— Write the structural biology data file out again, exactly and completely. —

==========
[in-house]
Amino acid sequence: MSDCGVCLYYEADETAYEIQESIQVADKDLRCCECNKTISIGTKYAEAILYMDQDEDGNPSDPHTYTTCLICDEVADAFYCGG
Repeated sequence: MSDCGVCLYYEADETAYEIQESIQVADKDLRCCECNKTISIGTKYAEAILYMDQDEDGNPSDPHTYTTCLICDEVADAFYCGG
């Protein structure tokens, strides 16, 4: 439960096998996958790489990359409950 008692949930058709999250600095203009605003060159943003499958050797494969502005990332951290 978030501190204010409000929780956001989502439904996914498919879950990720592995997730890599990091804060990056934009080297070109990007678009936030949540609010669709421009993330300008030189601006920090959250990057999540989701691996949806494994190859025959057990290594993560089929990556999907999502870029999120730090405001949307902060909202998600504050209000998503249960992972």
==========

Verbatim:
[in-house]
Amino acid sequence: MSDCGVCLYYEADETAYEIQESIQVADKDLRCCECNKTISIGTKYAEAILYMDQDEDGNPSDPHTYTTCLICDEVADAFYCGG
Repeated sequence: MSDCGVCLYYEADETAYEIQESIQVADKDLRCCECNKTISIGTKYAEAILYMDQDEDGNPSDPHTYTTCLICDEVADAFYCGG
């Protein structure tokens, strides 16, 4: 439960096998996958790489990359409950 008692949930058709999250600095203009605003060159943003499958050797494969502005990332951290 978030501190204010409000929780956001989502439904996914498919879950990720592995997730890599990091804060990056934009080297070109990007678009936030949540609010669709421009993330300008030189601006920090959250990057999540989701691996949806494994190859025959057990290594993560089929990556999907999502870029999120730090405001949307902060909202998600504050209000998503249960992972």